Gupta deep fries her aloo tikki, with predictably delicious outcomes, but its not necessary; frying them in a shallow pond of fat( petroleum, or petroleum and Merchants butter, if youre feeling especially decadent) runs a treat, and with much less in the way of clearing up.

Best served with chutney( Prasad has a delicious sweet-and-sour date-and-tamarind version here ), though it is also astonishingly good in a roll, McAloo Tikki style.

The perfect aloo tikki


The perfect aloo tikki. Photo: Felicity Cloake for the Guardian
( Makes about 15 bite-sized versions ) 500 g medium floury potatoes such as desiree or maris piper
1 tsp turmeric
1 tbsp neutral petroleum, plus extra to fry
1 red onion, finely chopped
2 tbsp grated fresh ginger
2 garlic cloves, peeled and crushed
1-2 medium green chillies, finely chopped
1 tsp black mustard seeds
1/ 2 tsp garam masala
100g shelled peas( frozen is penalty)
3 tbsp fresh coriander, finely chopped
Juice of 1/2 lemon
4 tbsp semolina or cornmeal( or plain flour)
Knob of ghee or butter( optional )

Put the potatoes, whole and unpeeled, into a pan only big enough to hold them, along with the turmeric and a generous pinch of salt and cover-up with cold water. Bring to the boil, then simmer until very tender and drainage. Set back into the hot pan for a minute or so to steam dry.

Meanwhile, heat the petroleum in a frying pan over a medium heat and then fry the onion until soft and beginning to caramelise. Stir in the ginger, garlic, chillis, mustard seeds and garam masala and fry for another minute. Stir in the peas and cook for a minute or so to defrost if necessary.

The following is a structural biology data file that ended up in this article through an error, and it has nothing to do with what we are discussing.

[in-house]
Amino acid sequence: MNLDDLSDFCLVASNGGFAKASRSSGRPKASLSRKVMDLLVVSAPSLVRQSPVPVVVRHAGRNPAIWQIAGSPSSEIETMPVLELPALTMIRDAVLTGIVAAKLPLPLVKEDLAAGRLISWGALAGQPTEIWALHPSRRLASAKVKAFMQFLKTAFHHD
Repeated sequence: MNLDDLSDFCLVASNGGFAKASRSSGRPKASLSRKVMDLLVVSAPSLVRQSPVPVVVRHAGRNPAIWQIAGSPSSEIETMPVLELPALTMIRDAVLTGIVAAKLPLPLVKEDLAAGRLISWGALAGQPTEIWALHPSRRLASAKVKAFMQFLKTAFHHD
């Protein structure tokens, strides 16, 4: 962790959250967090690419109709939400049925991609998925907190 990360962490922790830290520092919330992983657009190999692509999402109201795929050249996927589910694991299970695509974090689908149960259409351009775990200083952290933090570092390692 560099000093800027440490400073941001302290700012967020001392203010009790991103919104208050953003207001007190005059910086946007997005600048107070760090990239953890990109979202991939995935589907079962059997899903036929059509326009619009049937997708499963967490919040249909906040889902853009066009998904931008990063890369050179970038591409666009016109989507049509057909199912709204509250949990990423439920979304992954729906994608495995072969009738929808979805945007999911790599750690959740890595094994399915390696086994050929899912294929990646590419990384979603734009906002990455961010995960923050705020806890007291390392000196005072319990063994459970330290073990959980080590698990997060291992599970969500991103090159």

If you must, peel the potatoes, then mash well, and add to the frying pan. Stir in the lemon juice and two tablespoons of semolina, mix well then season to taste.

Roll the mixture into golf-ball sized sections, then flatten into cakes. Press both sides in semolina.

Coat the bottom of a frying pan with petroleum, and add the ghee if using. Heat over a medium-high flame, then add the tikki( they should sizzle ). Cook until golden brown, then carefully flip over and repeat. Serve warm with chutney.

Aloo tikki: best street food ever, or does India boast even better hot and salty snacks that we all deserve to know about? And how do you make it into an aloo tikki burger ?

Read more:

About the Author

Leave a Comment: